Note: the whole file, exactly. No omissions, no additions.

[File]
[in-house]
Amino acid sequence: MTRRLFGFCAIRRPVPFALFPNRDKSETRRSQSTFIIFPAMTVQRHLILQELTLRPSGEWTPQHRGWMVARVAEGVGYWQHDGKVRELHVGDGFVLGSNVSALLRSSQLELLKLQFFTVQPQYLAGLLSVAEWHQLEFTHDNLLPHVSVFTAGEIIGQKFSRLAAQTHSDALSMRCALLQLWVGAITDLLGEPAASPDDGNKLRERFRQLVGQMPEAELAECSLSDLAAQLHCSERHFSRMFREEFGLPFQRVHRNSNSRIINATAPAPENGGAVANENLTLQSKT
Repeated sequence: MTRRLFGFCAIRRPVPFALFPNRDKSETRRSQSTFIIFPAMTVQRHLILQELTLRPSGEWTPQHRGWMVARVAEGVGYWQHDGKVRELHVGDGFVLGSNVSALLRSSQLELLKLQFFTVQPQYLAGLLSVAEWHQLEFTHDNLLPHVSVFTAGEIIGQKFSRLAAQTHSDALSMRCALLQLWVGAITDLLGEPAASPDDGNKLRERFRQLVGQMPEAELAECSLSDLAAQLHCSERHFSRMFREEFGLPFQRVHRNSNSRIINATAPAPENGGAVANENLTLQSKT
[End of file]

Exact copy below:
[in-house]
Amino acid sequence: MTRRLFGFCAIRRPVPFALFPNRDKSETRRSQSTFIIFPAMTVQRHLILQELTLRPSGEWTPQHRGWMVARVAEGVGYWQHDGKVRELHVGDGFVLGSNVSALLRSSQLELLKLQFFTVQPQYLAGLLSVAEWHQLEFTHDNLLPHVSVFTAGEIIGQKFSRLAAQTHSDALSMRCALLQLWVGAITDLLGEPAASPDDGNKLRERFRQLVGQMPEAELAECSLSDLAAQLHCSERHFSRMFREEFGLPFQRVHRNSNSRIINATAPAPENGGAVANENLTLQSKT
Repeated sequence: MTRRLFGFCAIRRPVPFALFPNRDKSETRRSQSTFIIFPAMTVQRHLILQELTLRPSGEWTPQHRGWMVARVAEGVGYWQHDGKVRELHVGDGFVLGSNVSALLRSSQLELLKLQFFTVQPQYLAGLLSVAEWHQLEFTHDNLLPHVSVFTAGEIIGQKFSRLAAQTHSDALSMRCALLQLWVGAITDLLGEPAASPDDGNKLRERFRQLVGQMPEAELAECSLSDLAAQLHCSERHFSRMFREEFGLPFQRVHRNSNSRIINATAPAPENGGAVANENLTLQSKT